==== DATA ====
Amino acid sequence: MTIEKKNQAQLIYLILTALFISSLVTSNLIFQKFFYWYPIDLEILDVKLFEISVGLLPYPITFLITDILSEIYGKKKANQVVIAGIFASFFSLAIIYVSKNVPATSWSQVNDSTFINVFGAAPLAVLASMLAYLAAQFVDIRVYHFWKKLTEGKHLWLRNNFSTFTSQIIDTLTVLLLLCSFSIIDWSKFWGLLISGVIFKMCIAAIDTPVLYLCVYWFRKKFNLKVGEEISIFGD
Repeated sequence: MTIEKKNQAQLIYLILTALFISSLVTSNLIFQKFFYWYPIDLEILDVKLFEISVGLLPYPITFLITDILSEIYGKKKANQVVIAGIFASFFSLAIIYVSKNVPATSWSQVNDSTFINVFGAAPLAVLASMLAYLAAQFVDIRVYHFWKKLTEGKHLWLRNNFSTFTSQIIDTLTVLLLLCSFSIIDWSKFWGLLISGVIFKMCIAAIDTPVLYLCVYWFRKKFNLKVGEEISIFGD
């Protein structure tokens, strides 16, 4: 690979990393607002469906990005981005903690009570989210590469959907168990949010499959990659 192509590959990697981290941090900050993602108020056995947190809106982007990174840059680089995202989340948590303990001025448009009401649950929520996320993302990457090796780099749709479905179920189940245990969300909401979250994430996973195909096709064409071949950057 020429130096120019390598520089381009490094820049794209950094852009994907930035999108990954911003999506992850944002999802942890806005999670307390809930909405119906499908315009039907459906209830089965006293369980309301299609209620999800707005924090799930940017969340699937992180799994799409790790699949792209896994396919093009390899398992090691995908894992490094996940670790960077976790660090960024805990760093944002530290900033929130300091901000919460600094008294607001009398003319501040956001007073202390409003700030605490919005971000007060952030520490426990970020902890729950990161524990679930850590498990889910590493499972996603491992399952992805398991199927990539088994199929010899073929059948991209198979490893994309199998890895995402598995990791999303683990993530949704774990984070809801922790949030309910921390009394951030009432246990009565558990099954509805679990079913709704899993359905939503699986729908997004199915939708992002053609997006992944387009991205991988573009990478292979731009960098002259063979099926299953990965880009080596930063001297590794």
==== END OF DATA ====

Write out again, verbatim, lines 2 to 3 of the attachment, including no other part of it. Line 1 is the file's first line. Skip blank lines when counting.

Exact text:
Repeated sequence: MTIEKKNQAQLIYLILTALFISSLVTSNLIFQKFFYWYPIDLEILDVKLFEISVGLLPYPITFLITDILSEIYGKKKANQVVIAGIFASFFSLAIIYVSKNVPATSWSQVNDSTFINVFGAAPLAVLASMLAYLAAQFVDIRVYHFWKKLTEGKHLWLRNNFSTFTSQIIDTLTVLLLLCSFSIIDWSKFWGLLISGVIFKMCIAAIDTPVLYLCVYWFRKKFNLKVGEEISIFGD
């Protein structure tokens, strides 16, 4: 690979990393607002469906990005981005903690009570989210590469959907168990949010499959990659 192509590959990697981290941090900050993602108020056995947190809106982007990174840059680089995202989340948590303990001025448009009401649950929520996320993302990457090796780099749709479905179920189940245990969300909401979250994430996973195909096709064409071949950057 020429130096120019390598520089381009490094820049794209950094852009994907930035999108990954911003999506992850944002999802942890806005999670307390809930909405119906499908315009039907459906209830089965006293369980309301299609209620999800707005924090799930940017969340699937992180799994799409790790699949792209896994396919093009390899398992090691995908894992490094996940670790960077976790660090960024805990760093944002530290900033929130300091901000919460600094008294607001009398003319501040956001007073202390409003700030605490919005971000007060952030520490426990970020902890729950990161524990679930850590498990889910590493499972996603491992399952992805398991199927990539088994199929010899073929059948991209198979490893994309199998890895995402598995990791999303683990993530949704774990984070809801922790949030309910921390009394951030009432246990009565558990099954509805679990079913709704899993359905939503699986729908997004199915939708992002053609997006992944387009991205991988573009990478292979731009960098002259063979099926299953990965880009080596930063001297590794």